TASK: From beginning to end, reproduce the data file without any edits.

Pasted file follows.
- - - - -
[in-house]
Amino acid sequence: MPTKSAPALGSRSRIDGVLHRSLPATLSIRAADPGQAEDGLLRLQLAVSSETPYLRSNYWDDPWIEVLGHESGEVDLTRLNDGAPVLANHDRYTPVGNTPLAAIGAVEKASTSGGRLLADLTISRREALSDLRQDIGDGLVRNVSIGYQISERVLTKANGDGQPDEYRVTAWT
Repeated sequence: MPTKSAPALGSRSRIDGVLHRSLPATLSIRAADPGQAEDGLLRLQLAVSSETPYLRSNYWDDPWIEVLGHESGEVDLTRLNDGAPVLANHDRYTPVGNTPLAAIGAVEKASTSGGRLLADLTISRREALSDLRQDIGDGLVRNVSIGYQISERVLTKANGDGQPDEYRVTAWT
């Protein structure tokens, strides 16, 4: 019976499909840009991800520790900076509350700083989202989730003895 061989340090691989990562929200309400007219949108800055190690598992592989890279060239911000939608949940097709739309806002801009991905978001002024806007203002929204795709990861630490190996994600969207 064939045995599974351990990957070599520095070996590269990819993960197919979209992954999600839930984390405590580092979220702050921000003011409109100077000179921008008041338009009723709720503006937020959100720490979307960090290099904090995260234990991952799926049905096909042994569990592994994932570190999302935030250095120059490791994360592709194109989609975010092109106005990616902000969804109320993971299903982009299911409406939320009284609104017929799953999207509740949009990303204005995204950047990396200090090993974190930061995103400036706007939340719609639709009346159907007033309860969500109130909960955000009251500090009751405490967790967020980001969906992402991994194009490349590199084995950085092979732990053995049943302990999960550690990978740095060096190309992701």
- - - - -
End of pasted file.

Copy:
[in-house]
Amino acid sequence: MPTKSAPALGSRSRIDGVLHRSLPATLSIRAADPGQAEDGLLRLQLAVSSETPYLRSNYWDDPWIEVLGHESGEVDLTRLNDGAPVLANHDRYTPVGNTPLAAIGAVEKASTSGGRLLADLTISRREALSDLRQDIGDGLVRNVSIGYQISERVLTKANGDGQPDEYRVTAWT
Repeated sequence: MPTKSAPALGSRSRIDGVLHRSLPATLSIRAADPGQAEDGLLRLQLAVSSETPYLRSNYWDDPWIEVLGHESGEVDLTRLNDGAPVLANHDRYTPVGNTPLAAIGAVEKASTSGGRLLADLTISRREALSDLRQDIGDGLVRNVSIGYQISERVLTKANGDGQPDEYRVTAWT
């Protein structure tokens, strides 16, 4: 019976499909840009991800520790900076509350700083989202989730003895 061989340090691989990562929200309400007219949108800055190690598992592989890279060239911000939608949940097709739309806002801009991905978001002024806007203002929204795709990861630490190996994600969207 064939045995599974351990990957070599520095070996590269990819993960197919979209992954999600839930984390405590580092979220702050921000003011409109100077000179921008008041338009009723709720503006937020959100720490979307960090290099904090995260234990991952799926049905096909042994569990592994994932570190999302935030250095120059490791994360592709194109989609975010092109106005990616902000969804109320993971299903982009299911409406939320009284609104017929799953999207509740949009990303204005995204950047990396200090090993974190930061995103400036706007939340719609639709009346159907007033309860969500109130909960955000009251500090009751405490967790967020980001969906992402991994194009490349590199084995950085092979732990053995049943302990999960550690990978740095060096190309992701």